This is a question we often get from people who have never borrowed hard money before. As a hard money lender, we care deeply about making sure a hard money loan is truly what you need. If we don’t think a hard money loan is the best option, or if we think you’re a great candidate for traditional lenders – then we’ll tell you that upfront. You deserve the opportunity to succeed – and us being honest is important.
To answer the question: yes, hard money lender’s charge interest monthly.
Before you run off and get a hard money loan, though, here are somethings you should understand. These types of loans are the lifeline of projects that have a balance sheet, real assets, and personal guarantees, in order to create value which is being pledged to the transaction. In many projects, the main person running it runs out of money, doesn’t have funds to finish the project, and wants to utilize the equity in his/her existing assets – to get financing for the incomplete project.
There’s a number of reasons why someone might need capital. Bottom line, if you are eligible for traditional financing for your project, then you should turn to it first. Only go to hard money after you’ve exhausted all your other options. There are many advantages and disadvantages to using hard money and bridge financing. You need to make sure the funding matches the needs of your project.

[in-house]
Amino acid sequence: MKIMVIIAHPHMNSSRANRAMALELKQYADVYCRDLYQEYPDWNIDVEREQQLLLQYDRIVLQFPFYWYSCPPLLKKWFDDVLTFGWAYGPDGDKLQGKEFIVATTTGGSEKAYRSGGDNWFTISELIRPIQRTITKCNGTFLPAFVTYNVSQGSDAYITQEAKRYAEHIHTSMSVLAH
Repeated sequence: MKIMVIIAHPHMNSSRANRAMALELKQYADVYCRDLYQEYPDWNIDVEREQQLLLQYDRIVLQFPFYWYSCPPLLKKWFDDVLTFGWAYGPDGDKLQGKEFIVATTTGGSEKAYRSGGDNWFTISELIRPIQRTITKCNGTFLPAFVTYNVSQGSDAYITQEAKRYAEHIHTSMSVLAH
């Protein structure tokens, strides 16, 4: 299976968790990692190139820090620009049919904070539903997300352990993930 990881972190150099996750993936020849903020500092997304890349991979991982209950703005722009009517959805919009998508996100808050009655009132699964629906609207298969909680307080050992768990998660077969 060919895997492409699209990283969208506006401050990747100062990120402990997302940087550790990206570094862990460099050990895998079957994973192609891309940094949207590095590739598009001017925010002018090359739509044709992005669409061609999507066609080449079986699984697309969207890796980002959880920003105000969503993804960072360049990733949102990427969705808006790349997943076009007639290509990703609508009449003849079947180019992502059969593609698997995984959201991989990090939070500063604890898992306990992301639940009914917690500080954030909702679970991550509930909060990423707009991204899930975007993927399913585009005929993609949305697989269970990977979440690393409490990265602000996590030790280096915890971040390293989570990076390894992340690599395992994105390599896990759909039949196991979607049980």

Typically, hard money lenders have the following basic guidelines. Each lender is different, but when it comes to interest payments, etc, here are some basics:
Rates – 6 to 20%
Terms – 1 to 3 years
Points-in: 0-300 BPS
Points-out: 0-200 BPS
The key to getting a hard money deal closed is getting through the underwriting process. Hard money gives you leverage – make sure you need it before trying to get it. You can use hard money loans for things like hotels, multifamily, office, mixed-use, industrial, retail, student housing, raw land, and other real estate.
Hard money loans are simple transactions when it comes to LTV. Lenders will give you a loan up to a 70-80% of LTV. Lenders look at your ability to repay the loan – but also, more importantly, look at the value of the asset. Loans over 60% LTV are considered risky by lenders, and as a result you should be able to substantiate why your project deserves the funding.
Having a clear exit strategy is critical. Any hard money lender will require one, in order to understand how his/her principal will get paid back eventually. The higher the LTV, the more complicated and risky the deal is for a potential lender. As a result, you should expect higher interest – commensurate to the risk.